By most definitions, anything above 200 Mbps is considered “fast.” Once you get above 750 Mbps, these are often referred to as “gigabit” services.

If you’re wondering why anyone would ever need a 1000 Mbps + download or upload speed, the answer is pretty simple: most of us don’t. That said, these sort of speeds are worth getting for techies, streamers, and large households.

For instance, say you are someone who enjoys streaming 4K movies regularly, or playing intensive 3D games in 4K on your PC. All of these actions require tremendous bandwidth, as ultra-res media can be dozens-to-hundreds of gigabytes in size.

What would take you hours to download on a lesser connection can be achieved in a matter of seconds over gigabit Internet connections, provided you’re willing to pay the higher premiums associated with these speeds (and provided they are even available in your area.)

Why Does Internet Speed Vary Per Location?

You may notice a certain company offering fast speeds in the subdivision adjacent yours…

…only to search your Internet options and find they can’t provide the same speed for your street.

This can be frustrating.

Regardless of which type of service you are interested in, your physical connection has to go somewhere central before it can move on to the wider network that forms the backbone of the internet. For DSL and cable, this central location is the provider’s office or joining node, and for fiber, a central switch.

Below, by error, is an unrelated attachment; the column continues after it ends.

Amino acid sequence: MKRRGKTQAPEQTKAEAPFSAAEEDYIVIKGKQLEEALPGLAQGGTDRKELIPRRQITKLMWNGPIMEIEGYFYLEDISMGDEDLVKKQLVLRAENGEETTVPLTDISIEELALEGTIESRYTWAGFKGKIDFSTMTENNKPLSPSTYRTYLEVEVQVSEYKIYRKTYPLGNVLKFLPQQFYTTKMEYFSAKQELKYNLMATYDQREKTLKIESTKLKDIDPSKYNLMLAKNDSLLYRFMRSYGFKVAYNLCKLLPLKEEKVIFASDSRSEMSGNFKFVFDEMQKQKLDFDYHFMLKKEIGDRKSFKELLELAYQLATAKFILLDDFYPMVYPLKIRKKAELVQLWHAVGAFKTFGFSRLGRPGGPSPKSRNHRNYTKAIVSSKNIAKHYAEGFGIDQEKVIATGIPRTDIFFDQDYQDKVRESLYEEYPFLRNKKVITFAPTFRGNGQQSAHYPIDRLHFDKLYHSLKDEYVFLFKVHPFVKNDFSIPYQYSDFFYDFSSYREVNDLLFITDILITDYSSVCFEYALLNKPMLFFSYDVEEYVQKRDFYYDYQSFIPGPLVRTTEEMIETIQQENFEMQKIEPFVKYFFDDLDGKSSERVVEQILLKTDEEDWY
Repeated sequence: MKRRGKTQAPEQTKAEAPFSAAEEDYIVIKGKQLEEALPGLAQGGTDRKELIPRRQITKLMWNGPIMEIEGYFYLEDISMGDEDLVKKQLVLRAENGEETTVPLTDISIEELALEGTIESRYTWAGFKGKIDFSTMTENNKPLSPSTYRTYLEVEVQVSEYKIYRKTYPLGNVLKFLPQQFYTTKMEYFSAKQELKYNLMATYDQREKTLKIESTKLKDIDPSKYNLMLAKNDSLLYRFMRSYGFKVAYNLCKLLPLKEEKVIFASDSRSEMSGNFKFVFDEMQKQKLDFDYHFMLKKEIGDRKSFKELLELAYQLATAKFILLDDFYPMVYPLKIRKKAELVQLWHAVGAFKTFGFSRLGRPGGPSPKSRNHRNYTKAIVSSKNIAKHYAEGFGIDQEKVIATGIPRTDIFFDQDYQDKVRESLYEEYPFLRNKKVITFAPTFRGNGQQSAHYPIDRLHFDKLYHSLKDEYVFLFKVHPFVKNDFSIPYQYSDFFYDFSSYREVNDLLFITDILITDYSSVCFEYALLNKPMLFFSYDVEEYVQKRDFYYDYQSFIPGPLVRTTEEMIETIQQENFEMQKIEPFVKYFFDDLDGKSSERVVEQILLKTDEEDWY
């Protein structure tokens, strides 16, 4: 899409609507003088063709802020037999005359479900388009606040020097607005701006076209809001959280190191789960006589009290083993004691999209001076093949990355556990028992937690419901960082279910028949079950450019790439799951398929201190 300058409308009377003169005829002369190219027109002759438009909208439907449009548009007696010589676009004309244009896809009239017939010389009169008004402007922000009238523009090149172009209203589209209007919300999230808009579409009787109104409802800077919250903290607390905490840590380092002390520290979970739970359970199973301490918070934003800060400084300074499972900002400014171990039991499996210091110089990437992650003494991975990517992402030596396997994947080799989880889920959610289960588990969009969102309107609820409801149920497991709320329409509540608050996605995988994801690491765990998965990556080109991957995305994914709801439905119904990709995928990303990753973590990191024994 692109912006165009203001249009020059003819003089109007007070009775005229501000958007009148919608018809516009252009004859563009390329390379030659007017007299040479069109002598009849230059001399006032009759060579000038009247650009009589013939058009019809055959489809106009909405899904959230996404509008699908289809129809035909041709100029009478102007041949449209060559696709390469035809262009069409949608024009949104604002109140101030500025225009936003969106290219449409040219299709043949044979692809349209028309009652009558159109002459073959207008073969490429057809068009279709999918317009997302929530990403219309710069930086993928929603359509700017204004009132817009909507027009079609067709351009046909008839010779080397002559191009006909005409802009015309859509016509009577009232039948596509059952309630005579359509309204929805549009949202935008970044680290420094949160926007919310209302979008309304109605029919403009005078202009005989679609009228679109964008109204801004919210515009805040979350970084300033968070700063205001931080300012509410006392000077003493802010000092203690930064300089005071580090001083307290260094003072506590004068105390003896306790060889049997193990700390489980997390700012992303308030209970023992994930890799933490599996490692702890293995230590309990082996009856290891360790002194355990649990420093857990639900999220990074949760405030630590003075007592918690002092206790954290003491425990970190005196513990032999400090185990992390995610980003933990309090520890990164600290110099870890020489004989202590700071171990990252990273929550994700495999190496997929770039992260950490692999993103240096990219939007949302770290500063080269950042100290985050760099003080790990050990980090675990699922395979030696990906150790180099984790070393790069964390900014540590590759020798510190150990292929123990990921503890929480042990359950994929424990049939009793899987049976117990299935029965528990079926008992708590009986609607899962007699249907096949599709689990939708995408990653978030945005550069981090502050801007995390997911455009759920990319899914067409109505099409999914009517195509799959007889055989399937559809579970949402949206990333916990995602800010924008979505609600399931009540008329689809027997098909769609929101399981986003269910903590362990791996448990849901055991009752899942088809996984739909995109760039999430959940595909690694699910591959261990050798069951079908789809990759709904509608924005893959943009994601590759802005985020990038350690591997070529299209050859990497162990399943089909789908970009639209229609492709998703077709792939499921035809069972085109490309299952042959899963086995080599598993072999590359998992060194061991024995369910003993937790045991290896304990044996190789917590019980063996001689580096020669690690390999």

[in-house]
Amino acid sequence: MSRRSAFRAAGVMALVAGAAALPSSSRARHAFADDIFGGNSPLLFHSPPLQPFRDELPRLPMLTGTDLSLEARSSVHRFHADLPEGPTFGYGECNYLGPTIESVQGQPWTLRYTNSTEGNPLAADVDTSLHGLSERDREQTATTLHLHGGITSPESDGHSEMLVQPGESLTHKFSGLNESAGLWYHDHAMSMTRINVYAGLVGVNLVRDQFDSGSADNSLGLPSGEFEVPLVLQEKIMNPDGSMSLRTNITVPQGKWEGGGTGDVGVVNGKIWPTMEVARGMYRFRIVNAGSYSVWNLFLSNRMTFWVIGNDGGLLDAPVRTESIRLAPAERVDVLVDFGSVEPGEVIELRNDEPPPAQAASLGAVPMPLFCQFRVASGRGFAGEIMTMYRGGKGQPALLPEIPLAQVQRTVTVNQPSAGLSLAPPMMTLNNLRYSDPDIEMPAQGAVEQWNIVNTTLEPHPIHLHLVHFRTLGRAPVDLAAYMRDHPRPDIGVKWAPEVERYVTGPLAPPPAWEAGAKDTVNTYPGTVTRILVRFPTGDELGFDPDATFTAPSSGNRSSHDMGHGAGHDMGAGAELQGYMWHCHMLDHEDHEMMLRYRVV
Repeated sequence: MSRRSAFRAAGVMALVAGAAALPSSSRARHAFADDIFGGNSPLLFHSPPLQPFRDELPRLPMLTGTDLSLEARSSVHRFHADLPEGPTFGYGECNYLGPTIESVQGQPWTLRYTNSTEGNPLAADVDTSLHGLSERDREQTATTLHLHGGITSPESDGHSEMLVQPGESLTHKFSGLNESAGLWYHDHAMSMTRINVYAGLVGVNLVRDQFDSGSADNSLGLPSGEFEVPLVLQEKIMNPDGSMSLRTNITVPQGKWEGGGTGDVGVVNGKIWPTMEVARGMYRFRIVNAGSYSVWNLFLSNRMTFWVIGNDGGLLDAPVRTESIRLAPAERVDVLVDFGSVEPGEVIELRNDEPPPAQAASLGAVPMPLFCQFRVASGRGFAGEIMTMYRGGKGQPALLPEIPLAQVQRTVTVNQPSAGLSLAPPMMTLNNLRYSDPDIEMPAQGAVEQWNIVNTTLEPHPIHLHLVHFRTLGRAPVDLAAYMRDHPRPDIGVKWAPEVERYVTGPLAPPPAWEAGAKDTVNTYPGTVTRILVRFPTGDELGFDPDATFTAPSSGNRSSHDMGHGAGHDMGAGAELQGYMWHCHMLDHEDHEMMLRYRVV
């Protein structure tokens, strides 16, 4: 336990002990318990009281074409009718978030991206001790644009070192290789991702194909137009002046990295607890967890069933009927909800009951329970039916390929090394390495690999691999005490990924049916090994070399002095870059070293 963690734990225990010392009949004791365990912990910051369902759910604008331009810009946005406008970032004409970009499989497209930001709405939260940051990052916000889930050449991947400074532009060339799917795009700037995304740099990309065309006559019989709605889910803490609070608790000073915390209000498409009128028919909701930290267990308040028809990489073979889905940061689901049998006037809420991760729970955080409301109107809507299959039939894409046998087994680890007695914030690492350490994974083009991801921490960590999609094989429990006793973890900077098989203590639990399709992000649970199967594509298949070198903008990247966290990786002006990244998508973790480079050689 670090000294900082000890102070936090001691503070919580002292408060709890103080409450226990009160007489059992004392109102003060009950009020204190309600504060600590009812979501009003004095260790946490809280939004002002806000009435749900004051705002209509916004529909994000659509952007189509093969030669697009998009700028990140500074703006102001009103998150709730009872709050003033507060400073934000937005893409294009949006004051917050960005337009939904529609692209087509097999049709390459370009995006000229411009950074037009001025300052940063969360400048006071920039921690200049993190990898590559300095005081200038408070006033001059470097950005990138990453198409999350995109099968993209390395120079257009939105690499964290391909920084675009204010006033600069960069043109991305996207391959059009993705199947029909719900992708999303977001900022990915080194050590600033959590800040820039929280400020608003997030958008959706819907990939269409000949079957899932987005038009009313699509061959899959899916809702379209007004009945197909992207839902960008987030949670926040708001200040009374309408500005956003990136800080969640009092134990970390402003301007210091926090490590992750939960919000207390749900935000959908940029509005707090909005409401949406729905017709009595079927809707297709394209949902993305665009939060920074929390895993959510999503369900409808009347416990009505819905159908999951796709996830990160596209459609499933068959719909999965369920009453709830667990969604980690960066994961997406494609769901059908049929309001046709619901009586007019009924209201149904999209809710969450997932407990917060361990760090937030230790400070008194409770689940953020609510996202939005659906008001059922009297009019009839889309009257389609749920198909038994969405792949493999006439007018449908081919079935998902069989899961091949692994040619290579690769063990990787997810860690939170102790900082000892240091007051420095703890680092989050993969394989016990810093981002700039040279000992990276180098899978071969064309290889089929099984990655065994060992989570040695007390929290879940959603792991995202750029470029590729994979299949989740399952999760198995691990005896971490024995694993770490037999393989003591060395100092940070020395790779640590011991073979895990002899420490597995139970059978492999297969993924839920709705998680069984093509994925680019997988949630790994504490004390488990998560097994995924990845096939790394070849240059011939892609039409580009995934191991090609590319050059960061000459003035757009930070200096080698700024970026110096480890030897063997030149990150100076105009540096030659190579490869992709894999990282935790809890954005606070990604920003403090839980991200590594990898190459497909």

No matter the specifics, the physical distance between your home and these meeting points can have an impact on the speed of service a particular company is able to offer. Remember, though — just because one provider can only offer a certain speed, that doesn’t necessarily mean all of them are limited in the same way.

If you live in an area where there are several services to choose from, check the speeds offered by other ISPs in your area before setting an install date.

How Can I Calculate My Upload and Download Speed?

speed test tool
Use our speed test tool to check your upload, download, and other key Internet performance metrics.

If you already have existing service but aren’t sure how fast it actually is, you can find out using our speed test tool.

Essentially, this service works by sending test samples of data to various remote servers, the same way you would when browsing the web.

We then display the average upload and download speeds of those individual pieces of data, allowing you to get a good idea of what you’re working with.

The Bottom Line: 25 Mbps Is the Minimum Speed for Modern Households

So how much speed do you need? If you don’t have time to dig into the details, just make sure you get a plan with at least 25 Mbps download speed. For most people, this is “good enough.”

If you’re the type of person that always likes to have the best, just get the fastest plan under $100/month. Especially if you stream TV a lot, you can be sure you won’t run into endless buffering.

For more detailed recommendations based on your specific household size and number of devices, visit our Internet speed calculator.

  • Author: BroadbandNow Team
  • Last updated: 8/22/2018